3. The resident contacted the landlord by email and made a complaint about the way the landlord had investigated ASB allegations made about her by her neighbour. The resident said that the allegations were false and that the landlord had not followed its procedures correctly. The resident said that there were ‘no witnesses, photos or evidence’ and that the landlord did not have the right to threaten her with eviction. 
  4. The landlord recommended mediation but it was not something the resident wished to take up. A meeting took place on 24 July 2019 where a full discussion of the ASB issues took place and it was agreed that no further enforcement action would be taken by the landlord subject to the removal of posts on social media. The landlord emailed the resident on 13 August 2019 to verify this outcome, and this constituted its final response to the complaint.
  5. The resident contacted this service by phone on 11 October 2021 to first raise the ASB issues and request they were added to her complaint. This was more than 12 months since the landlord sent its final response.

 

Background and summary of events

  1. The resident holds a secure tenancy with the landlord and has lived there for over 15 years. The neighbouring property is privately owned.
  2. On 20 March 2020 landlord responded regarding complaints made about two different members of staff. The resident had said that her communication with them had been a verbal tug of war and that the members of staff had been rude and unhelpful. The landlord said they were formally interviewed but said it was satisfied that their actions were not directed against the resident. The landlord said that it did not disclose actions taken as a result of staff related complaints.
  3. A landlord guidance note for investigating staff complaints says that “Although staff related complaints are exempt from the 3 stage corporate complaints procedure they are always taken seriously and are always fully investigated. You will receive a response to your complaint but we will be unable to tell you what specific action has been taken against an individual.”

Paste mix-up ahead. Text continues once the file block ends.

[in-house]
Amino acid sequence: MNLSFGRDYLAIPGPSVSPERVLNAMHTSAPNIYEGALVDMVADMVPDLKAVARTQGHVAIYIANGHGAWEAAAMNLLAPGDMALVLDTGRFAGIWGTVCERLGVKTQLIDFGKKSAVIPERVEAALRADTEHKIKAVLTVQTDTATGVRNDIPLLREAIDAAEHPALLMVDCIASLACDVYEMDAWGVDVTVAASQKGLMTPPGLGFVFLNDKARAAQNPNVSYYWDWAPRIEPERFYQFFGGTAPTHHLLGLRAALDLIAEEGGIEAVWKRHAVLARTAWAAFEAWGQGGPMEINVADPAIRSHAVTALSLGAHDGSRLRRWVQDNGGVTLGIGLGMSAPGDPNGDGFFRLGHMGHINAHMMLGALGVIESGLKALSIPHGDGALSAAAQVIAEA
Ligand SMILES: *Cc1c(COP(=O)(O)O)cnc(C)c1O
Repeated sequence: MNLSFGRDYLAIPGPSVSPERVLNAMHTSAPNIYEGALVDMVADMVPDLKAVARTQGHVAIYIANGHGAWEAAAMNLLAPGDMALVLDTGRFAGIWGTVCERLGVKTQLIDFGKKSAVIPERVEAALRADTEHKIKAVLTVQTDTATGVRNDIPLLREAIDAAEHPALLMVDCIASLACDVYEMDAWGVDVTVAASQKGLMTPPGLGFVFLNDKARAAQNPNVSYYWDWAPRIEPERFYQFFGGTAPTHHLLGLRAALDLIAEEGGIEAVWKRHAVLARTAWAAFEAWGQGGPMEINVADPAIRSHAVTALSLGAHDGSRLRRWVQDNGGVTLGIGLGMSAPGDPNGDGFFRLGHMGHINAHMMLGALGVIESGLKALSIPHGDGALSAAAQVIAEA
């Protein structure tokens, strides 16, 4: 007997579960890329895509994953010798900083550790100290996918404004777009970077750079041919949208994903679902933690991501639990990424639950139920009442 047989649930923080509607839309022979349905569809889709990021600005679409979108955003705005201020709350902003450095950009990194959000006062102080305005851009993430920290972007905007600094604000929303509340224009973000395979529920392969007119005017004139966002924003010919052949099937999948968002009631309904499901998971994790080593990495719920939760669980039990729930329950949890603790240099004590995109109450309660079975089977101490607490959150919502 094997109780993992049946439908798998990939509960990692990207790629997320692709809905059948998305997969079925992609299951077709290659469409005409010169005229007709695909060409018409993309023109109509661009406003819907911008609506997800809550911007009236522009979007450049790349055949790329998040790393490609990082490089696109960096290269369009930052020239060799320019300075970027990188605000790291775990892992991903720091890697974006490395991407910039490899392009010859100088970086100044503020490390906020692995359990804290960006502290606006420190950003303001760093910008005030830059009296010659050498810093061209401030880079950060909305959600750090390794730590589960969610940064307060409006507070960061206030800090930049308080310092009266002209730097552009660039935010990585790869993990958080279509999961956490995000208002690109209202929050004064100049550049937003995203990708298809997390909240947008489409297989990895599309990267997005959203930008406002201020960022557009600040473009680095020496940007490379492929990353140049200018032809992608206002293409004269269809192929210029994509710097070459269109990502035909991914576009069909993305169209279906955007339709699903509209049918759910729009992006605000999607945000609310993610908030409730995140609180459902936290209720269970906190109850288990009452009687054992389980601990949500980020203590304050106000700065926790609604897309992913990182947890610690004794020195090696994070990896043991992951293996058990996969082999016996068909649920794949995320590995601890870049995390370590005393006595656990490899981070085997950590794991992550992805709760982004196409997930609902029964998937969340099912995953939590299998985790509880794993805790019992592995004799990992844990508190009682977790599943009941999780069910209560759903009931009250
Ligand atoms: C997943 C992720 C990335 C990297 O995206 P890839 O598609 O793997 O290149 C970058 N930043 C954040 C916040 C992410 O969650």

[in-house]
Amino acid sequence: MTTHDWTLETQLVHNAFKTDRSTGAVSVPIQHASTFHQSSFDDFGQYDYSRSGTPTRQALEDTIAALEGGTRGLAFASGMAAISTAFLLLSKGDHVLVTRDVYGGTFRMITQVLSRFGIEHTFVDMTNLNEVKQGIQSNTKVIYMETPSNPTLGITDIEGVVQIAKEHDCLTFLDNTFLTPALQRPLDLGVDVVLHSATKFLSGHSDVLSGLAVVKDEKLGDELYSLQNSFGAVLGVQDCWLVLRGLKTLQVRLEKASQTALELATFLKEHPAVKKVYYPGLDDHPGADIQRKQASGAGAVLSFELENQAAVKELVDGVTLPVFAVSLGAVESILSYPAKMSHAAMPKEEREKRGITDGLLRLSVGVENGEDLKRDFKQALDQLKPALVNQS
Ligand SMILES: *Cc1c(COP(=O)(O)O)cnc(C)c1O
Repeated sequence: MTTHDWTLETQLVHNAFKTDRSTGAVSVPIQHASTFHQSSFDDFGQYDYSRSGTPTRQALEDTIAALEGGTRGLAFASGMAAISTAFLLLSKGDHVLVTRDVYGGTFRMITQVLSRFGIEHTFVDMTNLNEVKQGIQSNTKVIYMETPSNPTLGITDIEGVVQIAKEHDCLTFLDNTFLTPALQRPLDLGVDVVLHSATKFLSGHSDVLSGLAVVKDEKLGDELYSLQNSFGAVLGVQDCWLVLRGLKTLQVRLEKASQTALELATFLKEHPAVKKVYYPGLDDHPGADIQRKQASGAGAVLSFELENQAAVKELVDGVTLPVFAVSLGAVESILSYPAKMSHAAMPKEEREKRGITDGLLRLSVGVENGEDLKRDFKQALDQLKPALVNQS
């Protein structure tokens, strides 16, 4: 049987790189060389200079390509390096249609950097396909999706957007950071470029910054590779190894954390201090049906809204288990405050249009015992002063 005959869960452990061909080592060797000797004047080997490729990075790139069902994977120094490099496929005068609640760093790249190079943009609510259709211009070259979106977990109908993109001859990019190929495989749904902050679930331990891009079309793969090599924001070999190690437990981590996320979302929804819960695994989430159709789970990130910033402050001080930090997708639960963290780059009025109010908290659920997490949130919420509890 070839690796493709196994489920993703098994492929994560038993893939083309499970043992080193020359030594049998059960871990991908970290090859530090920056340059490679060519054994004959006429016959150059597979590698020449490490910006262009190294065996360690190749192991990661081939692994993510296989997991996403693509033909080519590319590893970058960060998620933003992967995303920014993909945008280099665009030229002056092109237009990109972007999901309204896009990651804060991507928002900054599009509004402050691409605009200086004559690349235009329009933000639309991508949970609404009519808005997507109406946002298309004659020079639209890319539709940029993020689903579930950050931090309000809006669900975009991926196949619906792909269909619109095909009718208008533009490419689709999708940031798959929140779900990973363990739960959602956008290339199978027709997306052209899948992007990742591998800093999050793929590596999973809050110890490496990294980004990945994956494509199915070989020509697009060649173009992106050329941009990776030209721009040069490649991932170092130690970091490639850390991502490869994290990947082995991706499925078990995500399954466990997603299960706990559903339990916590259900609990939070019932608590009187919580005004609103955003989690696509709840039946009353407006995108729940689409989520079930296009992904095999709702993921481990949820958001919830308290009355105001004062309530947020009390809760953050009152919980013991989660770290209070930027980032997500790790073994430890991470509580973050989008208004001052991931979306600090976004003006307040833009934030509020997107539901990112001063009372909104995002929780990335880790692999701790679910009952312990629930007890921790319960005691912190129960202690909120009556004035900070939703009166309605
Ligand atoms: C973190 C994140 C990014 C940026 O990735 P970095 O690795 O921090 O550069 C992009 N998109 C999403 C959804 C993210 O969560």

4. In June 2020, an incident occurred in a public reception where the resident said she was told to remove her Shelter T-shirt by a member of staff. The resident made a complaint about this incident which she described as embarrassing and humiliating. The resident said she was not wearing anything under her T-shirt and the incident was an example of bullying by the landlord. The resident has advised she did voluntary work for Shelter and has done voluntary work since she was a teenager.
  5. The staff member sent an apology to the resident but the issue was escalated to the second stage of the landlords complaints procedure by the resident.
  6. On 28 August 2020, the landlord responded to the resident at stage two regarding the complaint she had made about the member of staff asking her to remove her Shelter T-shirt. The landlord apologised and said that the member of staff had been interviewed about the incident. The landlord acknowledged that the staff member had misjudged the situation and he regretted his remarks which had been ‘intended in a jovial manner’. The landlord said that it took staff complaints seriously but would not disclose the actions taken as a result of the complaint investigations to complainants as a matter of procedure. 
  7. On 9 December 2020, the resident made a complaint about a member of staff entering her property with a knife and said that the visit was ‘unannounced and uninvited’. The member of staff was a technical inspector with some hearing difficulties and was accompanied by another staff member. The resident described the presence of the operatives knife as ‘illegal and shocking’.